The 50 MHz trophy cup is a great opportunity to work some stations, with lots of activity from both the UK and EU. Due to the current situation with Covid 19 this years event wasnt going to be on the same scale as previous events.
It was decided the event needed to me small scale, and to comply with the RSGB rules it needed to be a fixed station as no portable operating was allowed. Unfortunately that meant we could only put in a check log this year, as our operating site is away from home.
We operated from our contest site at Kelvedon Hatch, using a 6e 50 MHz beam. The beam was located on the 12m scam mast, and the radio was the Icom 7610. 400w RF power was delivered by the Expert 1.3KFA.
The contest was somewhat different to usual, no portable and hence many contest stations stayed away. Conditions on Saturday was flat, with just a few SPe openings towards the end of the day. Sunday was much more interesting, with the band packed full of stations all over the EU.
We worked 161 stations in 21 DXCC, best DX was UY1HY @ 2288 KM
I have been using Flightradar24 for a while and found it very helpful in identifying local air traffic and listening to aircraft approaching and departing London City, Stansted and Heathrow.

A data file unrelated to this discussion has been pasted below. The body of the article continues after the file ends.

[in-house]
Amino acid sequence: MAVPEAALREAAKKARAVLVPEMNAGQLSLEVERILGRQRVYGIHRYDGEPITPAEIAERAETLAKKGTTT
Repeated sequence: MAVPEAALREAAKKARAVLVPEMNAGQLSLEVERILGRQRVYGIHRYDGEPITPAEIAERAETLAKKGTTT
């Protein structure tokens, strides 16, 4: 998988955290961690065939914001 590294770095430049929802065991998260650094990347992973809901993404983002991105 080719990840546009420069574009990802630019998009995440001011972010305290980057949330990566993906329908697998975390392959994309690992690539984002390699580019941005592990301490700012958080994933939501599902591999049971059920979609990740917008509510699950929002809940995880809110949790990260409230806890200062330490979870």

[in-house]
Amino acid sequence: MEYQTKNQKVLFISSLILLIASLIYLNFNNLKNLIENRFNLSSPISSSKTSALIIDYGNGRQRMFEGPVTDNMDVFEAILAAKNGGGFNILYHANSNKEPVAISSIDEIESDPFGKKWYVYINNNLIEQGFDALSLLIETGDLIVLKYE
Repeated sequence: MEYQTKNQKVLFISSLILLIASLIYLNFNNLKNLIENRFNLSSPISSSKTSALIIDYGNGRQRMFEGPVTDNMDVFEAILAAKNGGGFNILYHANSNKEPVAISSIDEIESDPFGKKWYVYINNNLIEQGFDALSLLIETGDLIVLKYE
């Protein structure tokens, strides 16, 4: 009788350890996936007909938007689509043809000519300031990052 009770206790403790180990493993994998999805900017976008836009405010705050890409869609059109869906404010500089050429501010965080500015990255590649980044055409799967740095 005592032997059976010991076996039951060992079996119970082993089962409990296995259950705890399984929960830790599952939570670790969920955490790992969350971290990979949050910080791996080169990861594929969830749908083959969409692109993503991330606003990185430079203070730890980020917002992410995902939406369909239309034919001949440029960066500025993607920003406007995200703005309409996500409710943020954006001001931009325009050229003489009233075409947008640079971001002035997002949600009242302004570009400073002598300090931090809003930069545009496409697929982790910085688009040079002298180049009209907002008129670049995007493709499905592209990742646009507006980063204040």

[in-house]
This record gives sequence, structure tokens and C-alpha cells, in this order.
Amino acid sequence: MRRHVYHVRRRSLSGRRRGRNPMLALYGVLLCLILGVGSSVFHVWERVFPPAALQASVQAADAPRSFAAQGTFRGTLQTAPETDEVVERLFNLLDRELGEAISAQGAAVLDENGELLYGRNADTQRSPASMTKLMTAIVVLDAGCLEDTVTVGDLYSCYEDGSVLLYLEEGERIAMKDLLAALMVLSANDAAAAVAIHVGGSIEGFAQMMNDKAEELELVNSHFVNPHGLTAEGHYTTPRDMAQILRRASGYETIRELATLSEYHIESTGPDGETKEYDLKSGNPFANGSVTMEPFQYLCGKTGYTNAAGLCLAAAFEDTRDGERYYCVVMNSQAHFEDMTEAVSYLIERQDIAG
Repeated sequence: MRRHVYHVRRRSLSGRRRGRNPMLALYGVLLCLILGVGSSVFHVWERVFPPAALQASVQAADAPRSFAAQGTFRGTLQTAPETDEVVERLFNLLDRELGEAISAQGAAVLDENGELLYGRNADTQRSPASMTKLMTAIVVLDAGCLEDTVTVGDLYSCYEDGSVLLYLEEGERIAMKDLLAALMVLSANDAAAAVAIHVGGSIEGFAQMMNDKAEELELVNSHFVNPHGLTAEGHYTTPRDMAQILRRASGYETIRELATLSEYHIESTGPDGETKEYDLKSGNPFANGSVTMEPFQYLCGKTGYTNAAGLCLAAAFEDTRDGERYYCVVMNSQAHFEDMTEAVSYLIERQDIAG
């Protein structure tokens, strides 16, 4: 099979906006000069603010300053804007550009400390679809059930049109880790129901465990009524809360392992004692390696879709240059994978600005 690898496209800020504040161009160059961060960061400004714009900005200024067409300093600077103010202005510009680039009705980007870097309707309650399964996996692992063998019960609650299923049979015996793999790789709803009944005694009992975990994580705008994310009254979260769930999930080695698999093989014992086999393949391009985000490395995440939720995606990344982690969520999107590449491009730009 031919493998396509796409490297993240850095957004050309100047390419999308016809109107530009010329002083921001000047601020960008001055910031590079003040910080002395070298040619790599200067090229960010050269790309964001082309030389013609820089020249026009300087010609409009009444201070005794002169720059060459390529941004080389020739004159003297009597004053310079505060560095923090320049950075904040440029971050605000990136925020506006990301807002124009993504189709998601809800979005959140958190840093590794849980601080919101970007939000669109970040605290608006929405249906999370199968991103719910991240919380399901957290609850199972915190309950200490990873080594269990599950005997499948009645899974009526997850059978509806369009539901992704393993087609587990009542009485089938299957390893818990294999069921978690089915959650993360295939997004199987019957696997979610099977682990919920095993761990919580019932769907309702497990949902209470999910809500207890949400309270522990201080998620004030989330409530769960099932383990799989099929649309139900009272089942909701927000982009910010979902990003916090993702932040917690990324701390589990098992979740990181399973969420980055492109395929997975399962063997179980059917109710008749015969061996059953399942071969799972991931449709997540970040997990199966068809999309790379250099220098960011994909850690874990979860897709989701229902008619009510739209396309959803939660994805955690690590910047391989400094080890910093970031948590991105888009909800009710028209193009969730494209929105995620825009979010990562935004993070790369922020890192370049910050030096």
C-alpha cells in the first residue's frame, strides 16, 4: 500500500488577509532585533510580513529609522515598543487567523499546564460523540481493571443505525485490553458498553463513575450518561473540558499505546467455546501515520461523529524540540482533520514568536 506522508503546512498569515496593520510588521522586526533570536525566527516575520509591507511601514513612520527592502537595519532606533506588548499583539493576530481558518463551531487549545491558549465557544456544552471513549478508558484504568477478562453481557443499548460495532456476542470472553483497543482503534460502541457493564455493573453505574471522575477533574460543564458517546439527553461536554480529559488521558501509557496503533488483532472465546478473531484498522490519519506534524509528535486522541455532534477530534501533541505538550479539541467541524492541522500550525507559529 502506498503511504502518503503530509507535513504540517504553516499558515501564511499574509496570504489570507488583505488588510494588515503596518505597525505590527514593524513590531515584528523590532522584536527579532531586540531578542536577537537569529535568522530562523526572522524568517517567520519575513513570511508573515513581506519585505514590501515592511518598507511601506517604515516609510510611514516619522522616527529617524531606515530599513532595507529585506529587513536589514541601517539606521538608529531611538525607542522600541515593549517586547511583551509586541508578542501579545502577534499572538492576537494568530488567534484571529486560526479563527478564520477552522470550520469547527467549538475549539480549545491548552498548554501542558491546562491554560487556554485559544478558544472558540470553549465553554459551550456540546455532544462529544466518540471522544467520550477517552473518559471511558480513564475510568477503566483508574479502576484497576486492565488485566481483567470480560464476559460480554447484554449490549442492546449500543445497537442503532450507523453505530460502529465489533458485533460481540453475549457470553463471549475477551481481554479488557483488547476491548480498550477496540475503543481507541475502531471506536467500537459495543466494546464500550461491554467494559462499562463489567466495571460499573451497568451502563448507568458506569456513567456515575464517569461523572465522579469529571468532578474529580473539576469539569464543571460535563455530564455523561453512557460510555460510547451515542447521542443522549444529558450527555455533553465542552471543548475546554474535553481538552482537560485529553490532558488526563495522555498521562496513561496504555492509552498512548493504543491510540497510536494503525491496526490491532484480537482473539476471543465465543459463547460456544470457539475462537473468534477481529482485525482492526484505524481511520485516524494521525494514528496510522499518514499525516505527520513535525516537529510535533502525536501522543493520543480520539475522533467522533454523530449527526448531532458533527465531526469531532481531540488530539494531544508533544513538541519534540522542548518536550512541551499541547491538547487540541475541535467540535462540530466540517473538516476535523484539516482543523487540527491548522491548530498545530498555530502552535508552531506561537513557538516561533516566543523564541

I had for some time a Kinetics SBS-1 this was around 10 years old now, and I was looking at a more modern receiver that could link to the internet. I read that you could upload your data to Flightradar and in return, they would provide you with a business account. You can read how Flight Radar 24 collects and displays data on its website.
The best option for me was to look towards a FlightAware USB stick and to run the unit 24×7 from a Raspberry Pi. The Pie Hut even provide an SD card with Flightware already installed.
You can read more about the FlightAware USB on the RTL SDR website. The comparisons I completed with the Kinetics SBS1 and the FlightAware showed the aware was 10 to 20% better at distant reception. This could be a combination of its filtering and amplification. You can read more about the advantages and choices on the RTL website.